Jansy Mello: Lots of stereotypes about Nabokov as a “magician with words” and some curious conclusions, such as VN’s being “ stingy with words”  (and the quoted line from the play is certainly not Nabokovian with its references to the ego and the id- like another one that I remember, from salesman Konstantin, indicating a line in Hamlet, something like “frailty thy name is Goldie,” while pulling off a golden hair from his lapel,)  or that “there are no coincidences with Nabokov.”
Erwin’s song, written especially for the production, reminded me from the start of some operatic lines (Rossini?) ] and Erwin himself was a lecherous, tongue licking, mouth-watering caricature of Nabokov’s character. Actually, most  renderings were “hyperbolized” indeed! Frau Monde, at times, was positively spastic (but fun, too). The truest to type, in my eyes, was Luzhin and the blind exchange between his soul and his wife’s, recited when both were standing side by side on stage was heartrendingly delivered and finally this invented dialogue was quite true to the Nabokovian spirit. However most of the time I was immersed in a clever blend of quasi Nabokovian short-stories, linked by trains and “Frau Monde,” energetically staged, with pathetic and comic asides, but actually delightful to attend.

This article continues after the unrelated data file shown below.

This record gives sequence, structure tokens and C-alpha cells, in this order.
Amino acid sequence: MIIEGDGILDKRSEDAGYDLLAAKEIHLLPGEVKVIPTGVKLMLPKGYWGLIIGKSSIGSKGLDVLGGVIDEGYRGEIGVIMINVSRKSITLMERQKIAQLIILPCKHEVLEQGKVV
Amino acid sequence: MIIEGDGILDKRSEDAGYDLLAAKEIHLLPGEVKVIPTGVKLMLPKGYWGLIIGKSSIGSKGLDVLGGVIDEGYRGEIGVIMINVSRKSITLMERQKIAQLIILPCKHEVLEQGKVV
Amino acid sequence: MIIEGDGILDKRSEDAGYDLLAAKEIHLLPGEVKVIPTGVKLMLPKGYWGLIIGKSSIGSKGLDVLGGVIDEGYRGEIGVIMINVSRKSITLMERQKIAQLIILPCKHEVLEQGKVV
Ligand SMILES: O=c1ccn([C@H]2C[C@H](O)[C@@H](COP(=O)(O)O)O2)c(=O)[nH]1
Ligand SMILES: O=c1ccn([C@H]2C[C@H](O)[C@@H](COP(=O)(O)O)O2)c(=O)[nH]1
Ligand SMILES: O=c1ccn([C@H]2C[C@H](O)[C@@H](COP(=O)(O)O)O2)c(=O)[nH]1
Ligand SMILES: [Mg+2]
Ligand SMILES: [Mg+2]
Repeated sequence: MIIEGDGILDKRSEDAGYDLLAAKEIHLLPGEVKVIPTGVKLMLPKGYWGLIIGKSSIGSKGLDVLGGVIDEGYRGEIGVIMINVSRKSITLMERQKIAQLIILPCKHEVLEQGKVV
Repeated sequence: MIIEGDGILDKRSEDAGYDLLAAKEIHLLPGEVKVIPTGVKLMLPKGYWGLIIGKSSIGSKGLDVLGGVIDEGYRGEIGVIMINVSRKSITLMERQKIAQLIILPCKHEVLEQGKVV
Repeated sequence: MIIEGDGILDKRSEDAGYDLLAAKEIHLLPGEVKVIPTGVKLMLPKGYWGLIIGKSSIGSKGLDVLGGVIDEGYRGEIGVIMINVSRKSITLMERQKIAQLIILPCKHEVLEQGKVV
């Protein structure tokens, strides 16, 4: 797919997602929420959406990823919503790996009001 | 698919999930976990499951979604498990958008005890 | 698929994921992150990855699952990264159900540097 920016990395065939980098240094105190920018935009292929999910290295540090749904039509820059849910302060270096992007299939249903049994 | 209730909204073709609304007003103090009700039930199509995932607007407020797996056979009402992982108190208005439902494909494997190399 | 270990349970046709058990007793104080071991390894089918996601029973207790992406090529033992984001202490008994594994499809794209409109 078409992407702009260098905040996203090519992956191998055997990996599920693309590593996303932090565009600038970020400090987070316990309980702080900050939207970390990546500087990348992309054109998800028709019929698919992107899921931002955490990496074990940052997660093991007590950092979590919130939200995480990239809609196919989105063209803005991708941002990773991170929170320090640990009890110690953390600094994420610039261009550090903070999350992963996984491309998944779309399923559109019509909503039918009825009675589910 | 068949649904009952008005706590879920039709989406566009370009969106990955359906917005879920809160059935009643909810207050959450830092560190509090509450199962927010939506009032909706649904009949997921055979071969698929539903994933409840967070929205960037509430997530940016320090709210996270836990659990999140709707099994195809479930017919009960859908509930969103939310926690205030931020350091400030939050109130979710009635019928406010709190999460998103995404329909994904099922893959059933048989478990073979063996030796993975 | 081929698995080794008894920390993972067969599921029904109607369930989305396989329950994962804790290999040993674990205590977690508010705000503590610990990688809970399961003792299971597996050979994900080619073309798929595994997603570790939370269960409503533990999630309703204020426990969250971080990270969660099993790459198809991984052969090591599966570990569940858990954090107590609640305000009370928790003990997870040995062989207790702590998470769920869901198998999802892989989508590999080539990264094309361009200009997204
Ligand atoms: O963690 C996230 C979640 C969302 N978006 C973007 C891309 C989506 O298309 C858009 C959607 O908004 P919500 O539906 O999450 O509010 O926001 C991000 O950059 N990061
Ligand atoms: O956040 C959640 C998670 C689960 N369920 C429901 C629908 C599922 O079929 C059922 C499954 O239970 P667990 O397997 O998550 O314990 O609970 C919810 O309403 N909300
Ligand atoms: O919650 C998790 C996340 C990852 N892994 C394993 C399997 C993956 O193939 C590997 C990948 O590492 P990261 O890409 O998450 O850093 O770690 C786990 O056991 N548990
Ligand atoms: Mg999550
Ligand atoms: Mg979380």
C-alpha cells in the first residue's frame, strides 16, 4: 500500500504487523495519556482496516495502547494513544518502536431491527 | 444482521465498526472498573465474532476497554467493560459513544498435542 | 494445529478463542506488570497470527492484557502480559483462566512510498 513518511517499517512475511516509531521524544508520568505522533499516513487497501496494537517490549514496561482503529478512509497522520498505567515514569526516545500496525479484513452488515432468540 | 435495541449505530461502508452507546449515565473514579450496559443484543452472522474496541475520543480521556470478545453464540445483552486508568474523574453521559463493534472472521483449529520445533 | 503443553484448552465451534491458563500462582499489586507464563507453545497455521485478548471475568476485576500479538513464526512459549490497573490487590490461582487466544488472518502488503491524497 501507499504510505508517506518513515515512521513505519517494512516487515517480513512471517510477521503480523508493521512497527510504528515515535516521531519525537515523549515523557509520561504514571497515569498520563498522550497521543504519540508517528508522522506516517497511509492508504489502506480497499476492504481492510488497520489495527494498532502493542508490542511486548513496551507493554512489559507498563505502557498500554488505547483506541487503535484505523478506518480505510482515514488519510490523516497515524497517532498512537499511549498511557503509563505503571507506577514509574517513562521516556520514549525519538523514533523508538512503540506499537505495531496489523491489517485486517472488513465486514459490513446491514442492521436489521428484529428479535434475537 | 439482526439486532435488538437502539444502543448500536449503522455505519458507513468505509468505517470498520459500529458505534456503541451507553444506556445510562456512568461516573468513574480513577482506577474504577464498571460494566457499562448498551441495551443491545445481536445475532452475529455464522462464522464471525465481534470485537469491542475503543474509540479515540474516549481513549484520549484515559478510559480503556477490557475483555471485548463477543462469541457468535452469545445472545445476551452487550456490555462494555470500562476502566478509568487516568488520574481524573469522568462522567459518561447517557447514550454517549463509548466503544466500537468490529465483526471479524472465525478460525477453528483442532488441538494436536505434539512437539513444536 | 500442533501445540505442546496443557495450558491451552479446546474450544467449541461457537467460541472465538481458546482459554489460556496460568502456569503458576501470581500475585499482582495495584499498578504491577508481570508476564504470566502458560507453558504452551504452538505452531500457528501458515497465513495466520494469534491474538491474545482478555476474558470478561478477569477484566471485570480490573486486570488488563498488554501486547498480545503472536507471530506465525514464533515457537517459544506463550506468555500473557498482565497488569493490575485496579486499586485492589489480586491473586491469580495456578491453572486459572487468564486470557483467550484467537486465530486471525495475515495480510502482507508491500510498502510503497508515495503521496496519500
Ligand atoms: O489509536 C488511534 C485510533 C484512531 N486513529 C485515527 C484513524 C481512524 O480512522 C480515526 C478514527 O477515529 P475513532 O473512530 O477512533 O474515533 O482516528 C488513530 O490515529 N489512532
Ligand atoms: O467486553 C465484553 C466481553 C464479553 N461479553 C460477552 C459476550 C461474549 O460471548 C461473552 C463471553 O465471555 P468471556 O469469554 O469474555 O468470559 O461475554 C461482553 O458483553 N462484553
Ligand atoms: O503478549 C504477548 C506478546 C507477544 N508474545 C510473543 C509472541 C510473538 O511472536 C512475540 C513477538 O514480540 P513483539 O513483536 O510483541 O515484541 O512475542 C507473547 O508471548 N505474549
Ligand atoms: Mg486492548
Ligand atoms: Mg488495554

Another review: A Dashing Fellow at the New Diorama | Theatre review:  Sunday 27th April 2014 at “The Upcoming”
A Dashing Fellow is an adaption of three separate Vladimir Nabokov short stories: A Matter of Chance, A Nursery Tale and A Dashing Fellow, brought together to tell a tale of journeys, exile and longing. Set in Berlin, where Nabokov himself was living in exile during the Russian Revolution, the lives of three individuals – Erwin, a man who is so crippled by his shyness that he is set apart from society, Konstantin, a scheming Russian adulterer of a travelling sales man, and Alexey, a narcotised Russian exile who longs for his wife Lena – perfectly encapsulate the themes and emotions that are constant throughout Nabokov’s novels. Combining three short stories, taking Nabokov’s own texts, adapting new script and adding music cannot have been an easy feat, but it is done here to perfection. The sense of journey, movement and time are dispersed between magnificent segments of Nabokovian wordplay and prose, which leaves the audience enchanted. The added music is worrying at first, though it gives a “mother Russia” feel to the play, which ties in nicely to Nabokov’s own theme of nostalgia and longing.